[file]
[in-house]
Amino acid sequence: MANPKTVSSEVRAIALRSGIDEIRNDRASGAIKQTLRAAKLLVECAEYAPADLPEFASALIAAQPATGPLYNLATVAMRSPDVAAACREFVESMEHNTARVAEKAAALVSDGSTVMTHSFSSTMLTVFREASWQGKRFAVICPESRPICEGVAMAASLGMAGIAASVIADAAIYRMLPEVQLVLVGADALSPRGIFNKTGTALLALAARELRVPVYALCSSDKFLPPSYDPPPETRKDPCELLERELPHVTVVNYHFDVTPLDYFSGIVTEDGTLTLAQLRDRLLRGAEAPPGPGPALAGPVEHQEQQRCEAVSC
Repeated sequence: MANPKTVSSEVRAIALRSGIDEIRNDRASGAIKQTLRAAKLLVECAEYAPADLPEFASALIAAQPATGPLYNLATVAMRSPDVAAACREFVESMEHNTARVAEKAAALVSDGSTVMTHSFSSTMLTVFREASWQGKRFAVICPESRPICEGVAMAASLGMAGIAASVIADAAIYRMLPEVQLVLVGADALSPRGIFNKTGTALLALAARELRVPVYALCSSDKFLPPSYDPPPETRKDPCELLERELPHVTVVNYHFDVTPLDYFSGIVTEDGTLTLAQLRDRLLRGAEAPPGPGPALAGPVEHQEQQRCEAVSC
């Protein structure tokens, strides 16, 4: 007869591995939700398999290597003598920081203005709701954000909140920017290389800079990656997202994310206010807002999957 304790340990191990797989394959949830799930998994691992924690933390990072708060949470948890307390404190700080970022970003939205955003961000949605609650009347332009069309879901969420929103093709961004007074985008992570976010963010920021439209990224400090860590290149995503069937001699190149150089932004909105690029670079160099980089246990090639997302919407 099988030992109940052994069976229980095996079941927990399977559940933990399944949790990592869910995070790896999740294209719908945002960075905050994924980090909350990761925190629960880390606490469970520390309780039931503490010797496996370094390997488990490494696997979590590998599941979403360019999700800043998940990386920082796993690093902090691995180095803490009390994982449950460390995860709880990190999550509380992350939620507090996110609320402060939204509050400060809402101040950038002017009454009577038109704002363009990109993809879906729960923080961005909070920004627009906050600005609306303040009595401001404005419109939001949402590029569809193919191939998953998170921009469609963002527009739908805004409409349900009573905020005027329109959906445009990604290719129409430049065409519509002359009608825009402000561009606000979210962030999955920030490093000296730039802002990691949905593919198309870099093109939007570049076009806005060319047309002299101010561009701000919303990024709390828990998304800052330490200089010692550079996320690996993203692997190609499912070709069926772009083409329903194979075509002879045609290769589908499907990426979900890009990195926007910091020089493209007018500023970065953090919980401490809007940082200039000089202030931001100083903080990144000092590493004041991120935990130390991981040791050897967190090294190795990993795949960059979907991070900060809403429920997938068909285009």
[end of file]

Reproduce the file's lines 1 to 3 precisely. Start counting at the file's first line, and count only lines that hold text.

[in-house]
Amino acid sequence: MANPKTVSSEVRAIALRSGIDEIRNDRASGAIKQTLRAAKLLVECAEYAPADLPEFASALIAAQPATGPLYNLATVAMRSPDVAAACREFVESMEHNTARVAEKAAALVSDGSTVMTHSFSSTMLTVFREASWQGKRFAVICPESRPICEGVAMAASLGMAGIAASVIADAAIYRMLPEVQLVLVGADALSPRGIFNKTGTALLALAARELRVPVYALCSSDKFLPPSYDPPPETRKDPCELLERELPHVTVVNYHFDVTPLDYFSGIVTEDGTLTLAQLRDRLLRGAEAPPGPGPALAGPVEHQEQQRCEAVSC
Repeated sequence: MANPKTVSSEVRAIALRSGIDEIRNDRASGAIKQTLRAAKLLVECAEYAPADLPEFASALIAAQPATGPLYNLATVAMRSPDVAAACREFVESMEHNTARVAEKAAALVSDGSTVMTHSFSSTMLTVFREASWQGKRFAVICPESRPICEGVAMAASLGMAGIAASVIADAAIYRMLPEVQLVLVGADALSPRGIFNKTGTALLALAARELRVPVYALCSSDKFLPPSYDPPPETRKDPCELLERELPHVTVVNYHFDVTPLDYFSGIVTEDGTLTLAQLRDRLLRGAEAPPGPGPALAGPVEHQEQQRCEAVSC